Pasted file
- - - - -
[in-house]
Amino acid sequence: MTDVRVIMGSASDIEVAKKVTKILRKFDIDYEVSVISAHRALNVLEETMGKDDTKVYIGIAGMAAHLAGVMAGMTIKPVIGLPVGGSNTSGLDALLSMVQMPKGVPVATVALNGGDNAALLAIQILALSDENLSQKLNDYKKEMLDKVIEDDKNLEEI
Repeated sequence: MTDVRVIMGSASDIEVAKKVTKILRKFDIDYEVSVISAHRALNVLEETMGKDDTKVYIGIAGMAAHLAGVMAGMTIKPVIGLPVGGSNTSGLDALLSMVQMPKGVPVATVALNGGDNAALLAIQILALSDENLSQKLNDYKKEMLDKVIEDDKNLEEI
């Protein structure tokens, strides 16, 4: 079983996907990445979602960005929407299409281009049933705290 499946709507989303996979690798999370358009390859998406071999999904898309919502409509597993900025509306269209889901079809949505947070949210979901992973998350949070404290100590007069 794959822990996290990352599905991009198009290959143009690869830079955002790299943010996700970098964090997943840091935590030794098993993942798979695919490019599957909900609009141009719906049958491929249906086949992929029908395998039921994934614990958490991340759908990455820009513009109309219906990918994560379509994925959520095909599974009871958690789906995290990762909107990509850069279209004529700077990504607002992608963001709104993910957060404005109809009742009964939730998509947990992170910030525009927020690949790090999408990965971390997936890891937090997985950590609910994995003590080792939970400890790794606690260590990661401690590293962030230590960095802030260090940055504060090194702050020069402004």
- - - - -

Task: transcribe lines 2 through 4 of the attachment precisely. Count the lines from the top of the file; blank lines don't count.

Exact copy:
Amino acid sequence: MTDVRVIMGSASDIEVAKKVTKILRKFDIDYEVSVISAHRALNVLEETMGKDDTKVYIGIAGMAAHLAGVMAGMTIKPVIGLPVGGSNTSGLDALLSMVQMPKGVPVATVALNGGDNAALLAIQILALSDENLSQKLNDYKKEMLDKVIEDDKNLEEI
Repeated sequence: MTDVRVIMGSASDIEVAKKVTKILRKFDIDYEVSVISAHRALNVLEETMGKDDTKVYIGIAGMAAHLAGVMAGMTIKPVIGLPVGGSNTSGLDALLSMVQMPKGVPVATVALNGGDNAALLAIQILALSDENLSQKLNDYKKEMLDKVIEDDKNLEEI
């Protein structure tokens, strides 16, 4: 079983996907990445979602960005929407299409281009049933705290 499946709507989303996979690798999370358009390859998406071999999904898309919502409509597993900025509306269209889901079809949505947070949210979901992973998350949070404290100590007069 794959822990996290990352599905991009198009290959143009690869830079955002790299943010996700970098964090997943840091935590030794098993993942798979695919490019599957909900609009141009719906049958491929249906086949992929029908395998039921994934614990958490991340759908990455820009513009109309219906990918994560379509994925959520095909599974009871958690789906995290990762909107990509850069279209004529700077990504607002992608963001709104993910957060404005109809009742009964939730998509947990992170910030525009927020690949790090999408990965971390997936890891937090997985950590609910994995003590080792939970400890790794606690260590990661401690590293962030230590960095802030260090940055504060090194702050020069402004």